Presented anamorphically in its original aspect ratio of 1.85:1, this transfer certainly exceeded my expectations by a significant margin. The level of detail is very good, and although there is some edge enhancement it doesn't intrude to a particularly great extent. The look of the film is very dark, with very deep shadows and slightly murky whites. There has been some speculation that cinematographer Benoit Debie applied a silver retention process to the negative, similar to what Darius Khondji did on Se7en, since both films share a similar look. The downside to this is that the night scenes show very little detail, and while this was probably intentional, I did find myself adjusting the brightness of my display. Jacking up the brightness, however, tended only to make the blacks more grey, rather than extracting more visual information from the shadows. Colour saturation is also (again, intentionally) quite low, with Stefania Rocca's pale face looking decidedly ghostly. Exteriors have a cold, desaturated look, although this is no doubt partly due to the mostly concrete urban locations chosen.

The print itself is in good condition, with a handful of flecks of dust, although long vertical hairs are visible at various points during the opening credits. The film stock itself is quite grainy, which causes the encoder some problems, with a handful of minor compression artefacts showing up (probably the result of including a full bit rate DTS track and two Dolby Digital 5.1 tracks on the same disc). Overall, a very strong transfer; one that Medusa and Arrow will have their work cut out bettering when they finally release their respective versions of this film.


This release of The Card Player includes English and Czech dubs. The Italian dub would have made a nice inclusion, but having heard it myself I have to say that it's nothing special, and that the English version is definitely the way to go so that Stefania Rocca and Liam Cunningham's performances can be enjoyed with their original on-set recorded dialogue. The disc defaults to Czech 5.1 audio, but can easily be changed either from the menu or with the Audio button on your DVD player's remote.

The biggest pull here is the inclusion of a full bit rate (1536 Kbps) English DTS track - something I never expected in a million years. It has a crispness and depth beyond its Dolby 5.1 counterpart, and I would urge everyone with DTS equipment to not hesitate in selecting it. All three available tracks are slightly let down by the fact that the music at times seems overly biased towards the rear channels, but when I saw the film at the Glasgow Film Theatre I also noticed this, so the fault would appear to lie with the original mix rather than the way it is represented on DVD. All in all, though, the DTS track is superb.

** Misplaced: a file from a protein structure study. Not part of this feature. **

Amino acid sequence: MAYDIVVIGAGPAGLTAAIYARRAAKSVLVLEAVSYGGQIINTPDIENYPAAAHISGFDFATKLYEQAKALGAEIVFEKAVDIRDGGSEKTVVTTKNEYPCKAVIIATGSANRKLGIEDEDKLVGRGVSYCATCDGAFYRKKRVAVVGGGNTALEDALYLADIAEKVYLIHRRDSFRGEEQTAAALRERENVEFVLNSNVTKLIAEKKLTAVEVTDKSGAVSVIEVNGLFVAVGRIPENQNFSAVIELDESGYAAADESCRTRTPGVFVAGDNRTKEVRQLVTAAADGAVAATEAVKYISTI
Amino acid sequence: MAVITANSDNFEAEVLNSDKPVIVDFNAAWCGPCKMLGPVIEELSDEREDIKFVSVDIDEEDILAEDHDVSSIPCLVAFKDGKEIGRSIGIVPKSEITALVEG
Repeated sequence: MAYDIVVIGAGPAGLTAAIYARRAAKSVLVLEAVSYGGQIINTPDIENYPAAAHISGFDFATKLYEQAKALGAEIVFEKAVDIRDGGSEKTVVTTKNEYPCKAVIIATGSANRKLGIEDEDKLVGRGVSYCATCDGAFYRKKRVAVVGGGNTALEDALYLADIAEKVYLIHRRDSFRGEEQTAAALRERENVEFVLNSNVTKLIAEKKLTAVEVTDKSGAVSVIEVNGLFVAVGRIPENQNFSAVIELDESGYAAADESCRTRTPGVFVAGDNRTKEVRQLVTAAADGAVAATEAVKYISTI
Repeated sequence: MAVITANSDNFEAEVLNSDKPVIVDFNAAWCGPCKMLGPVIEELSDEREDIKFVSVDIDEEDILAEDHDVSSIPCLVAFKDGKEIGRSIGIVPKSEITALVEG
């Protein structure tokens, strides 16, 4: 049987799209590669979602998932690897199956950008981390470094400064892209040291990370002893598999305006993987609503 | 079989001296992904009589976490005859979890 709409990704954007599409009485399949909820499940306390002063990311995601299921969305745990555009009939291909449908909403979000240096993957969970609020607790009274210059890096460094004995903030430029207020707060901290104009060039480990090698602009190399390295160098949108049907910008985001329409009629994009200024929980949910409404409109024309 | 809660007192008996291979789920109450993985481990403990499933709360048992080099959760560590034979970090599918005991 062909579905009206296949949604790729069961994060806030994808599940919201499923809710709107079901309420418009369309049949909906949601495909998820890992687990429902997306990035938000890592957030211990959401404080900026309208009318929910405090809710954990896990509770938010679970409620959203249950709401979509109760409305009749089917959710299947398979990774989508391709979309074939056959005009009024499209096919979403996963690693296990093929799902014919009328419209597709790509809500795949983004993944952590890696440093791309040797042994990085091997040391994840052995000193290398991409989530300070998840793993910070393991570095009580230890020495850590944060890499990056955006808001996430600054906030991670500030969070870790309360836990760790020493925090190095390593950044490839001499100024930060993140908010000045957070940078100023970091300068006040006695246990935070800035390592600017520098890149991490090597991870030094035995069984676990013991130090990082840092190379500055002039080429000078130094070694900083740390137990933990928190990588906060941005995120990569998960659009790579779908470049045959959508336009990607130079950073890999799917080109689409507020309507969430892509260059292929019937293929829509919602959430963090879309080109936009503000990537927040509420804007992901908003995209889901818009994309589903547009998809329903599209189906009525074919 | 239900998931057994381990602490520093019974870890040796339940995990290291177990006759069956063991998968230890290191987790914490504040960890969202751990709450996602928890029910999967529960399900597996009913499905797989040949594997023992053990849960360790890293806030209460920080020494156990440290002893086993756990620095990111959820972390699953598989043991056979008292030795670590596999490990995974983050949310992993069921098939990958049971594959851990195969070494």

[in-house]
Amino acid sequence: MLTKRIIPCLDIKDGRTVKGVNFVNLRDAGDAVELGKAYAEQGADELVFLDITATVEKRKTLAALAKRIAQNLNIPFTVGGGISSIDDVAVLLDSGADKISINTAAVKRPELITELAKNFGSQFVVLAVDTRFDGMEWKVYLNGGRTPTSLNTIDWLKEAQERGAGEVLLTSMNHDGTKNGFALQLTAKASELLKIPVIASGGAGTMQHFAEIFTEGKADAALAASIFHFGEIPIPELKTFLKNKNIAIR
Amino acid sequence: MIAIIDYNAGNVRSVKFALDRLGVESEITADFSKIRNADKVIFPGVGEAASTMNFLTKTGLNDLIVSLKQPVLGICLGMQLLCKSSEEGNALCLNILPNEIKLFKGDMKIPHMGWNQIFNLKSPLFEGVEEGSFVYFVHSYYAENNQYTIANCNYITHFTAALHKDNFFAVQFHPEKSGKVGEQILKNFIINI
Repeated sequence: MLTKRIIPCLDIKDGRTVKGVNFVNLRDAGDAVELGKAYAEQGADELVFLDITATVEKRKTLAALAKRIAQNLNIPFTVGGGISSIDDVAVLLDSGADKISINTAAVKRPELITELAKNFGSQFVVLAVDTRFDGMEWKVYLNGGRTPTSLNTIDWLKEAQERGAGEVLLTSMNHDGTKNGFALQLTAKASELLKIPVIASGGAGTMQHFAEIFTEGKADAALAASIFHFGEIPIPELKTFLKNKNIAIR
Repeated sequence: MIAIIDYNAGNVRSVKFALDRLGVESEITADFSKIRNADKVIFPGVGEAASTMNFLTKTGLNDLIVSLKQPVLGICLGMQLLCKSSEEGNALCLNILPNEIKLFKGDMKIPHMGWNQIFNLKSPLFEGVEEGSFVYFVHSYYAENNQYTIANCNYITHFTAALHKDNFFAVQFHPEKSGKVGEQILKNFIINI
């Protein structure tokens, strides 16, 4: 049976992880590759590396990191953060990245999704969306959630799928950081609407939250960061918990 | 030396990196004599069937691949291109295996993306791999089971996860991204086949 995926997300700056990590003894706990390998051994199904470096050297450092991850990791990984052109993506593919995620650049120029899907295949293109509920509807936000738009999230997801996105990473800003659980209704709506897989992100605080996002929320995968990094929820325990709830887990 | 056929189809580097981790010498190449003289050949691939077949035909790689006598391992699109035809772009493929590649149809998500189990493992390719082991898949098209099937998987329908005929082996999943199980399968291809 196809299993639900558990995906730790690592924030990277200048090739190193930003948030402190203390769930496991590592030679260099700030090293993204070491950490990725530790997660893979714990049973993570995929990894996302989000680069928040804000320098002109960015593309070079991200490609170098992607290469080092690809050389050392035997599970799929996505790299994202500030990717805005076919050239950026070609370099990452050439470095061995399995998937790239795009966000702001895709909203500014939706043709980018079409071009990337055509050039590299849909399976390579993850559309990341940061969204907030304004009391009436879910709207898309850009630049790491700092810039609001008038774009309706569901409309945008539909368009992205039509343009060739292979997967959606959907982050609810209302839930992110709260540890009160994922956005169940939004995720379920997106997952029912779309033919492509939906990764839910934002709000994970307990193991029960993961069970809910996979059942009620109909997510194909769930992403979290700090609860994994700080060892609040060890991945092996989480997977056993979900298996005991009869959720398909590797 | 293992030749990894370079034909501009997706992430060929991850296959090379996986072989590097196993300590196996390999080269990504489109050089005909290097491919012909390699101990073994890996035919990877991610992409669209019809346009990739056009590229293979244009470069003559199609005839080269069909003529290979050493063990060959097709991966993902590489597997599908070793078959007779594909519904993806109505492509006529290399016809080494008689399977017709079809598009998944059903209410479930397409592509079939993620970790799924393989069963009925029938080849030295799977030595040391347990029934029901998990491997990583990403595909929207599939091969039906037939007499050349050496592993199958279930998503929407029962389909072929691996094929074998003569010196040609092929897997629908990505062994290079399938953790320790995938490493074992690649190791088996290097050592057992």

Only Czech subtitles are provided, so deaf and hard of hearing viewers would be advised to wait for a UK release.


The menus are unsurprisingly in Czech, and are prefixed by some brief introductory animation. The actual menus themselves feature footage and music from the film. Since the text is Czech, I have included a translation list below.

On the main menu, the options from left to right are as follows: Play Film, Chapter Selection, Audio Setup, Bonus Features.

The Audio Setup menu is fairly self-explanatory, with the top line selecting the audio track, the middle line selecting subtitles (from left to right: With, Without), and the bottom line either starting the film or returning you to the main menu.

From left to right, the Bonus Features menu has the following features: Behind the scenes montage, Photo gallery, Beyond Re-Animator trailer, Return to main menu.


The front cover of the amaray case features the international promotional artwork (a black-gloved hand over bloody playing cards) rather than the Italian artwork (an inverted still of Fiore Argento's face made up to look like a playing card). The packaging is reasonably well laid out, although Liam Cunningham's name is misspelled on the front. There is no insert.


Unsuprisingly, there is little in the way of bonus materials. Anchor Bay have announced that they are working on a special edition for US release, but that could be as many as two years away.

Behind the scenes montage - Set to music from various past Argento hits, this 9-minute montage shows various scenes being shot, Argento interacting with the actors, and some scenes of make-up application on the prosthetic corpses. The lighting here is overall much brighter than in the film itself, and it is quite interesting to see some of the locations and scenes with this increased clarity.

Photo gallery - A gallery featuring 15 full-screen images, all of them stills from the film itself. A rather pointless inclusion.


For those eager to see The Card Player, whether for the first, second or third time, there is no real reason to wait for the UK or Italian release, since this Czech DVD has excellent audio-visual quality and, barring the Anchor Bay special edition, subsequent releases are unlikely to make significant improvements in the extras department. Provided you don't need English subtitles, you can't go wrong with this release.